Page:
FEX: Evaluation of SCUK Emergency Nutrition Intervention in Malawi During 2002-2003

Selling maize husks in Malawi The 2001 harvest in Malawi was particularly poor and it was recognised by June/July that there would be a substantial maize deficit. Furthermore...

FEX: Comment on: Including infants in nutrition surveys

Experiences of ACF in Kabul city By Michael Golden, Department of Medicine and Therapeutics, University of Aberdeen, AB25 2ZD, Scotland. Perinatal mortality and birth-weight...

FEX: A pragmatic approach to treating severe malnutrition in emergencies: is F75 always beneficial?

By Saskia van der Kam Saskia is the headquarters nutritionist in MSF Holland. This article describes MSF's experience of implementing a therapeutic feeding programme for...

FEX: Debate on the Management of Severe Malnutrition

by Marie McGrath, Fiona O'Reilly and Jeremy Shoham (ENN). Over the past six months, ENN has been a party to debate regarding technical aspects of the management of severe...

FEX: Letter on cup feeding infants, by Mike Golden

Field exchange addressed the following question to Prof Mike Golden of Aberdeen University Dear Mike, In a meeting a couple of weeks ago on 'infant feeding in emergencies'...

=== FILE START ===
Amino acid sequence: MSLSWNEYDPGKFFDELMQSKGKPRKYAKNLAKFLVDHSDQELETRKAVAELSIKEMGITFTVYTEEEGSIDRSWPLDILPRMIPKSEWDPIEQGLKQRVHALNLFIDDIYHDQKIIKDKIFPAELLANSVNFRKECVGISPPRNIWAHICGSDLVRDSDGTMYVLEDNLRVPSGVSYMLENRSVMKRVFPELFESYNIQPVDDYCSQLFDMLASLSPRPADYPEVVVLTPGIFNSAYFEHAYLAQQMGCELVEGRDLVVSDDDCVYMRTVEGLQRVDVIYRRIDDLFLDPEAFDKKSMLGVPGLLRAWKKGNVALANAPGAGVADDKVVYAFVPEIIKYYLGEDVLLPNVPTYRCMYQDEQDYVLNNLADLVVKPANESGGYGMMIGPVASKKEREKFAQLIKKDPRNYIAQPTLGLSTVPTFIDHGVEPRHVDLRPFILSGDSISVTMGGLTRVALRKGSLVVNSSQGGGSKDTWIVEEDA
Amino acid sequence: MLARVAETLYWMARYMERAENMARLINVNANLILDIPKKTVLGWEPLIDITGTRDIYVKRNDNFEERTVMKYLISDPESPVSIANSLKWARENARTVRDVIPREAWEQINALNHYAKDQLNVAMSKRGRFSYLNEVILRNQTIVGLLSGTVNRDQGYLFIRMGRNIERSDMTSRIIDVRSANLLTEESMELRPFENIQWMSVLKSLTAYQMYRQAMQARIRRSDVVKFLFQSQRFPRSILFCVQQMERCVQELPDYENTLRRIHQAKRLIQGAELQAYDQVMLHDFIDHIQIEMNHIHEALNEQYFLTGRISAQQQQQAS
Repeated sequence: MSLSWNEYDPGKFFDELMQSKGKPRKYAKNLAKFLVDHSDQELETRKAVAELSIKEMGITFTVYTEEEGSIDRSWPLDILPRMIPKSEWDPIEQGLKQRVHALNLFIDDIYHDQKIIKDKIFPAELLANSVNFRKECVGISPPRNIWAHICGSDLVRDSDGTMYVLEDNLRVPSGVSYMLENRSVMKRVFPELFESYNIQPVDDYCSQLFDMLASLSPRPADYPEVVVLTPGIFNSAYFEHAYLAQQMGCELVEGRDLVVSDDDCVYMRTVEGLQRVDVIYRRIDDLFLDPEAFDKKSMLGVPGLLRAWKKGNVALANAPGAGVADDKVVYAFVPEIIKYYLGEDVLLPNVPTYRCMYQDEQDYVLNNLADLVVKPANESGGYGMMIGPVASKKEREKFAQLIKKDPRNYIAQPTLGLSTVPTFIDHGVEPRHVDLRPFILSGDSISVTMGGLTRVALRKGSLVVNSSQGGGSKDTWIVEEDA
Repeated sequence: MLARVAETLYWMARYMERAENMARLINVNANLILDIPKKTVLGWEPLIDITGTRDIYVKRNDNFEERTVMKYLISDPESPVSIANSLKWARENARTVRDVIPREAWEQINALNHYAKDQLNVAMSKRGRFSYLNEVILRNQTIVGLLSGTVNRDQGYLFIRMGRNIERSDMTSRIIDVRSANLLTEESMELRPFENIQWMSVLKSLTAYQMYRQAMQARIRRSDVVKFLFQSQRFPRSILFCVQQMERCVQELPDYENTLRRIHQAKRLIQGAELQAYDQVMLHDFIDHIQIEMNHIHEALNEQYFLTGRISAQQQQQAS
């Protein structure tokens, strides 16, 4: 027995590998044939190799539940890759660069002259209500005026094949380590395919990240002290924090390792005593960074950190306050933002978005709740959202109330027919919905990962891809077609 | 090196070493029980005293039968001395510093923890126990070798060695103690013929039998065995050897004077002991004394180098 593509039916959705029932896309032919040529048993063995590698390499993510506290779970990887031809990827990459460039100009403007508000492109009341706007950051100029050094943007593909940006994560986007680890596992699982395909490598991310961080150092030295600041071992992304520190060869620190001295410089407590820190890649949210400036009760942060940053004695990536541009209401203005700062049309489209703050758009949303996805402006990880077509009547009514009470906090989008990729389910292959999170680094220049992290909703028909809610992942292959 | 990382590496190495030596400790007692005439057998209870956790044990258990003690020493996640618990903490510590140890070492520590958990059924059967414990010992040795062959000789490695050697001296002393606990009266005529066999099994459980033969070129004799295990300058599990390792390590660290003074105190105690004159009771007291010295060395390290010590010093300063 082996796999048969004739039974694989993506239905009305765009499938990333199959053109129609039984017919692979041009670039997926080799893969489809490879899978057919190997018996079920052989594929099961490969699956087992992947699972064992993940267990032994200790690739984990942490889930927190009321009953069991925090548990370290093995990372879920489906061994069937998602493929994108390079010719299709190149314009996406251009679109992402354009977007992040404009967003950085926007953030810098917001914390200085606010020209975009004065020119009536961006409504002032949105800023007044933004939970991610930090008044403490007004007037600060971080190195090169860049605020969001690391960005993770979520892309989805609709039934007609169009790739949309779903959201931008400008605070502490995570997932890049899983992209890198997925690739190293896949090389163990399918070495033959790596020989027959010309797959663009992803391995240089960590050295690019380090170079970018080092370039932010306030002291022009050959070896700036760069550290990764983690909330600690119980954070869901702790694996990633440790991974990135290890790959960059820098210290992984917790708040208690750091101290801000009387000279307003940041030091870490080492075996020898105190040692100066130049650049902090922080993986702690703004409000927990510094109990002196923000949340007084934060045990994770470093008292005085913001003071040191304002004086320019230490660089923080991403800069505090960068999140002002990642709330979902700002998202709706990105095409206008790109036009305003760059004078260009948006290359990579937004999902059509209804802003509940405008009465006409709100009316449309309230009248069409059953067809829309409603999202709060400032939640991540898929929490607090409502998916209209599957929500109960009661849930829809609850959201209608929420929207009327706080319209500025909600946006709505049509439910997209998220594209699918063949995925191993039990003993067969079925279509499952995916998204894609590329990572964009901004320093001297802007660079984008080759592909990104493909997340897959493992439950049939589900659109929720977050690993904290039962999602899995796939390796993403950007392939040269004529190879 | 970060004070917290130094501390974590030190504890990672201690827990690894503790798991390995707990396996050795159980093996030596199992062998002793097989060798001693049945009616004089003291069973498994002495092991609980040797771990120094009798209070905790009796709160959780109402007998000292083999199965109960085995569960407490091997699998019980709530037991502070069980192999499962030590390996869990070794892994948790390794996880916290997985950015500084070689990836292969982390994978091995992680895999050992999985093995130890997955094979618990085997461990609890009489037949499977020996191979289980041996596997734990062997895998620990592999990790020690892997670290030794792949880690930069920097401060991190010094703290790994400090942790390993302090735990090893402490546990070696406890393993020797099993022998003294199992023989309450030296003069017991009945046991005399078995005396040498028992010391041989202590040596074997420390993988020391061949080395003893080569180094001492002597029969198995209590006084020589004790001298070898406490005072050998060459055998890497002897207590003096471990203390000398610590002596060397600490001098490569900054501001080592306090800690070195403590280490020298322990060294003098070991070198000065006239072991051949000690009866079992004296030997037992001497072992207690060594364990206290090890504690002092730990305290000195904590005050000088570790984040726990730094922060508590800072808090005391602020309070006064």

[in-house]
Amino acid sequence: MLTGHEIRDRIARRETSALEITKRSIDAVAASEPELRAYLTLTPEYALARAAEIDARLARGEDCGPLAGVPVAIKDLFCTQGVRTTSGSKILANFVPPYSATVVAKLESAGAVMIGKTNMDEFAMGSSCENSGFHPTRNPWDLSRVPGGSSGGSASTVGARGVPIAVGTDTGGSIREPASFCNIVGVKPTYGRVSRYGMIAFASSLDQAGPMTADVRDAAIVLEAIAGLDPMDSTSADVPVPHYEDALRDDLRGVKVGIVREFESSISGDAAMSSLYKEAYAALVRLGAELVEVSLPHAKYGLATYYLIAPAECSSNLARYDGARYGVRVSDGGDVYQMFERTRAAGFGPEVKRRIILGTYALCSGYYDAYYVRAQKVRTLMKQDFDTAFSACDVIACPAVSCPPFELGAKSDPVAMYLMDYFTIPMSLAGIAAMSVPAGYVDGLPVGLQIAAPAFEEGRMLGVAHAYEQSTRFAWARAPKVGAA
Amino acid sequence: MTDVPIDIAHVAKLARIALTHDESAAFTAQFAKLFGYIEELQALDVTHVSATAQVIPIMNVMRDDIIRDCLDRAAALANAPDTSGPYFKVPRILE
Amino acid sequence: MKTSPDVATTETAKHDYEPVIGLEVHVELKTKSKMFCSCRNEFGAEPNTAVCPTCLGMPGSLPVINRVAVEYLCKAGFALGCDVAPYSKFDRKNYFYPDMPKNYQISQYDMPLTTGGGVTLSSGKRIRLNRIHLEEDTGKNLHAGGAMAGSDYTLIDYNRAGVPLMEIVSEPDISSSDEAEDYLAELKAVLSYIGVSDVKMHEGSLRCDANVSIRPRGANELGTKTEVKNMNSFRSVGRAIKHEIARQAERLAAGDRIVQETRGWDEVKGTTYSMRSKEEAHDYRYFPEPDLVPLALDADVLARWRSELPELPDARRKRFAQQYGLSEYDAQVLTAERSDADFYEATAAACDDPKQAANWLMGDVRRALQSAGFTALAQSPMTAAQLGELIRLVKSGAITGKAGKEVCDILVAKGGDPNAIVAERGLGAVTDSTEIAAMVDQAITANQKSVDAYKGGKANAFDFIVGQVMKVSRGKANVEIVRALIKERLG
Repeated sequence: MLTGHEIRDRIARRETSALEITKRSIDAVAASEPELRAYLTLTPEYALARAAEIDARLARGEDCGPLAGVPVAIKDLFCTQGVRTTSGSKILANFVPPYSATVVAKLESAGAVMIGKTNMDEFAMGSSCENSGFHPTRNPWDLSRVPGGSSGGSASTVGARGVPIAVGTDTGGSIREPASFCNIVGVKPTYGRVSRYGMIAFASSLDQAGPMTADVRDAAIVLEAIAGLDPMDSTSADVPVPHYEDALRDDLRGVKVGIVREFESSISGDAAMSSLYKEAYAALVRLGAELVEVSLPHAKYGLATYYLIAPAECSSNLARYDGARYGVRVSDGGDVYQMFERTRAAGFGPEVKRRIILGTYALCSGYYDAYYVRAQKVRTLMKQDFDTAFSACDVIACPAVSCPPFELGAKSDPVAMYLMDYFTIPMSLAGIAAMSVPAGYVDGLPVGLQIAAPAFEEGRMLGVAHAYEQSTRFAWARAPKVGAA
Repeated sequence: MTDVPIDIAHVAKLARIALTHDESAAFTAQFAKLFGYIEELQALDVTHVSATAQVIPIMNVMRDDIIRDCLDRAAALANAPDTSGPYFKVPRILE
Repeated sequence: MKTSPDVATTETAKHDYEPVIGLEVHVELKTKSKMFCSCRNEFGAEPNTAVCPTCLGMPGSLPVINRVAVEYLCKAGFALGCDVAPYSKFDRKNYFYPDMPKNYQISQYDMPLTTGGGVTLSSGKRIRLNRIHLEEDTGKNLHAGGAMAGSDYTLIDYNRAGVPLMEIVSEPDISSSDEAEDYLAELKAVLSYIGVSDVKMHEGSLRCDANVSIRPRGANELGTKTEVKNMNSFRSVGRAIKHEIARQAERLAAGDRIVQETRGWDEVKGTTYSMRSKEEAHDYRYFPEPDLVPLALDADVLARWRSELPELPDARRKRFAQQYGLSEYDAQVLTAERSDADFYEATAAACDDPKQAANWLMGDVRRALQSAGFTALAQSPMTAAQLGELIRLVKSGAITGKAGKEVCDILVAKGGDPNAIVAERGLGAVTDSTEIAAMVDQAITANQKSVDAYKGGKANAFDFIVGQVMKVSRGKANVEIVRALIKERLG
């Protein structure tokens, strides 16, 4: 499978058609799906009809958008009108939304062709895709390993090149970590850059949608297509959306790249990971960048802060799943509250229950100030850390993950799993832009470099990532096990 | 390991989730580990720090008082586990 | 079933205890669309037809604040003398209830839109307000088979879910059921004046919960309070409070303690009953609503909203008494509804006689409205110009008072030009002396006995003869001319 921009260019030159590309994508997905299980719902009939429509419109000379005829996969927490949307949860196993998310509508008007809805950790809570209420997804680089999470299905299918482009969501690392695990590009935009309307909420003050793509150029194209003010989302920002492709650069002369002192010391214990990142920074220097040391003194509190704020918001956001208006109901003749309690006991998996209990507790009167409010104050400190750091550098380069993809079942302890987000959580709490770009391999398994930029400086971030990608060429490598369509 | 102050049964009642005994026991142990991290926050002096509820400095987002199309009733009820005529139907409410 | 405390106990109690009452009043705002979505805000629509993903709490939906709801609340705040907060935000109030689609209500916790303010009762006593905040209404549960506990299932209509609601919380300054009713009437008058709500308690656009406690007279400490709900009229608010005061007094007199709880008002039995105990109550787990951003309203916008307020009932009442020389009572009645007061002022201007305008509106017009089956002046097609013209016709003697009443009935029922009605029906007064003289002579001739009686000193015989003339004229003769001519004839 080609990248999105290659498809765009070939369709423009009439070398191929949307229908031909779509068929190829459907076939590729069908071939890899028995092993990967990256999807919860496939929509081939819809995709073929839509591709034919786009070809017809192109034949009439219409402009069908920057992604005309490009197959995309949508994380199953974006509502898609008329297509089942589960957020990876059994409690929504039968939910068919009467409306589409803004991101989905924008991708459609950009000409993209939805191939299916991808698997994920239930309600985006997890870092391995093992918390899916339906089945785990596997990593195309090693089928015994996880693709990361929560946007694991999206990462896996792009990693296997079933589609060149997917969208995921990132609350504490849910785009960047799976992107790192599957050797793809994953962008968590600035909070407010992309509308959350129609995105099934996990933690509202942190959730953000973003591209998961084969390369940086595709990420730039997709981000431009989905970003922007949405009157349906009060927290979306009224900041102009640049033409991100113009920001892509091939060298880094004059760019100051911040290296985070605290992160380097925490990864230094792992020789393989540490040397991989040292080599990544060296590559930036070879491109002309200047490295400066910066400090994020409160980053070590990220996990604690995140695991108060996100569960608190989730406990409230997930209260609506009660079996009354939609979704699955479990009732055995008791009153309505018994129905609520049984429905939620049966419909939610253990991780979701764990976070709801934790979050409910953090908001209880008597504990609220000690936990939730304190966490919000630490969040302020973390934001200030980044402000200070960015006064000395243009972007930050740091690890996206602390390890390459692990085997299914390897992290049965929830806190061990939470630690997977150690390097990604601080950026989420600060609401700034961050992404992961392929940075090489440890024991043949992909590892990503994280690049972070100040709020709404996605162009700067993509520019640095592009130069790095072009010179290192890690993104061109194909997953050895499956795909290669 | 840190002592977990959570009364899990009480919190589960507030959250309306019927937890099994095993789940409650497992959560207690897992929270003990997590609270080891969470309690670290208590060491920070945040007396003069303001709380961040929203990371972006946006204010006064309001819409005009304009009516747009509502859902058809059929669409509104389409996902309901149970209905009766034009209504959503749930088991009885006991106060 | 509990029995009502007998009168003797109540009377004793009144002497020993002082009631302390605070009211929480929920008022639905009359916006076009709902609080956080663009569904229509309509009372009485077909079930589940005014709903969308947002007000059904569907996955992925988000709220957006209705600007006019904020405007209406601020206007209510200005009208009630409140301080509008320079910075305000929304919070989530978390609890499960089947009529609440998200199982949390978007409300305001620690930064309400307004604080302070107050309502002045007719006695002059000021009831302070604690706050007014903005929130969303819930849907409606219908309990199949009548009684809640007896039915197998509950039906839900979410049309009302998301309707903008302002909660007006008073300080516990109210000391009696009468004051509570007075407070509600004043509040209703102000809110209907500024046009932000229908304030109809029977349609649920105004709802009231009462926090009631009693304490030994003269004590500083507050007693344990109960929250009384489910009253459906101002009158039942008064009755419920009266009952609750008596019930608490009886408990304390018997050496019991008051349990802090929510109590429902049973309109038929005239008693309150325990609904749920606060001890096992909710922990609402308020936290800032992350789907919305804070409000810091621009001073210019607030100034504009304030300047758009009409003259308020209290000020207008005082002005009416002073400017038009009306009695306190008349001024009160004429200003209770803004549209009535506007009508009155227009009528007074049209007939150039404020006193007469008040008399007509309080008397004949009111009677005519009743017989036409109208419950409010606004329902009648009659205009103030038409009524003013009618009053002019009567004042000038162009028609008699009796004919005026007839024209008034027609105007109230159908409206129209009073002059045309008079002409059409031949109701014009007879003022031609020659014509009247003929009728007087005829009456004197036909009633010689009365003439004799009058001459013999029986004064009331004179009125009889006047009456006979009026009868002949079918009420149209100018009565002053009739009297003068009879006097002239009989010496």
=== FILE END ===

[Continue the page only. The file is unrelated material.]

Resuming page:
FEX: Community management of acute malnutrition in Mozambique

By Edna Germack Possolo, Yara Lívia Novele Ngovene and Maaike Arts Edna Germack Possolo is Chief of the Nutrition Department of the Ministry of Health, Republic of Mozambique...

en-net: Geographical area for coverage survey

I am planning a SQUEAC survey in Haiti. Our PTAs are spread through 5 Communes (Provinces) which are relatively close together. The problem is that in the middle of this 5...

en-net: Treatment of SAM in older people through outpatient

Treating older people (>=60 year old) with uncomplicated SAM with RUTF at home as out patients: which doses should we use? Some recommend 100kcal/kg/day. Should it be...

en-net: Steps to measure MUAC

Countries like Ethiopia is already introduced new method of MUAC measurement for extension health workers. it is just Estimating the midpoint of the left upper arm. the the old...

FEX: Meeting on approaches to address moderate malnutrition in emergencies

The Emergency Nutrition Network (ENN) and Save the Children UK (SC UK) recently held a meeting on approaches to address moderate malnutrition in emergencies (29th-30th May...

FEX: ENN/GIFA project